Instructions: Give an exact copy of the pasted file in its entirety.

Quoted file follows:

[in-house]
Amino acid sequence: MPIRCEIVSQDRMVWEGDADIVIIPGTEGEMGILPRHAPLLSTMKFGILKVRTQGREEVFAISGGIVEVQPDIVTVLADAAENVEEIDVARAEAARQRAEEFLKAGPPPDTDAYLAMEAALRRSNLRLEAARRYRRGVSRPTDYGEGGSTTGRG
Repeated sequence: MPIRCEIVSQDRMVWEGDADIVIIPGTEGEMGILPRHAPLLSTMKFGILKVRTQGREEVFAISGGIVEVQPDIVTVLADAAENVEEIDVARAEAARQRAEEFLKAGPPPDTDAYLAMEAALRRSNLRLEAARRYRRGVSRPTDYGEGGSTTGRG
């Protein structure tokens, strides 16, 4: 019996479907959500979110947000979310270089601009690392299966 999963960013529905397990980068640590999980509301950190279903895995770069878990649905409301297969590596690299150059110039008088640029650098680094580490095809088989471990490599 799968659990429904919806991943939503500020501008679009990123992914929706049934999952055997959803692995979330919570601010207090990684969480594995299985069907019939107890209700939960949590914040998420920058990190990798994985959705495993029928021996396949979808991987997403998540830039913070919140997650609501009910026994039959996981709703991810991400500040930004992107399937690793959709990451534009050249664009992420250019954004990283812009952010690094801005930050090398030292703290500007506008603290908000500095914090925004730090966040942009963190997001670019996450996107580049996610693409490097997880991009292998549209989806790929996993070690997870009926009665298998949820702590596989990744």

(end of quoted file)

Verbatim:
[in-house]
Amino acid sequence: MPIRCEIVSQDRMVWEGDADIVIIPGTEGEMGILPRHAPLLSTMKFGILKVRTQGREEVFAISGGIVEVQPDIVTVLADAAENVEEIDVARAEAARQRAEEFLKAGPPPDTDAYLAMEAALRRSNLRLEAARRYRRGVSRPTDYGEGGSTTGRG
Repeated sequence: MPIRCEIVSQDRMVWEGDADIVIIPGTEGEMGILPRHAPLLSTMKFGILKVRTQGREEVFAISGGIVEVQPDIVTVLADAAENVEEIDVARAEAARQRAEEFLKAGPPPDTDAYLAMEAALRRSNLRLEAARRYRRGVSRPTDYGEGGSTTGRG
């Protein structure tokens, strides 16, 4: 019996479907959500979110947000979310270089601009690392299966 999963960013529905397990980068640590999980509301950190279903895995770069878990649905409301297969590596690299150059110039008088640029650098680094580490095809088989471990490599 799968659990429904919806991943939503500020501008679009990123992914929706049934999952055997959803692995979330919570601010207090990684969480594995299985069907019939107890209700939960949590914040998420920058990190990798994985959705495993029928021996396949979808991987997403998540830039913070919140997650609501009910026994039959996981709703991810991400500040930004992107399937690793959709990451534009050249664009992420250019954004990283812009952010690094801005930050090398030292703290500007506008603290908000500095914090925004730090966040942009963190997001670019996450996107580049996610693409490097997880991009292998549209989806790929996993070690997870009926009665298998949820702590596989990744």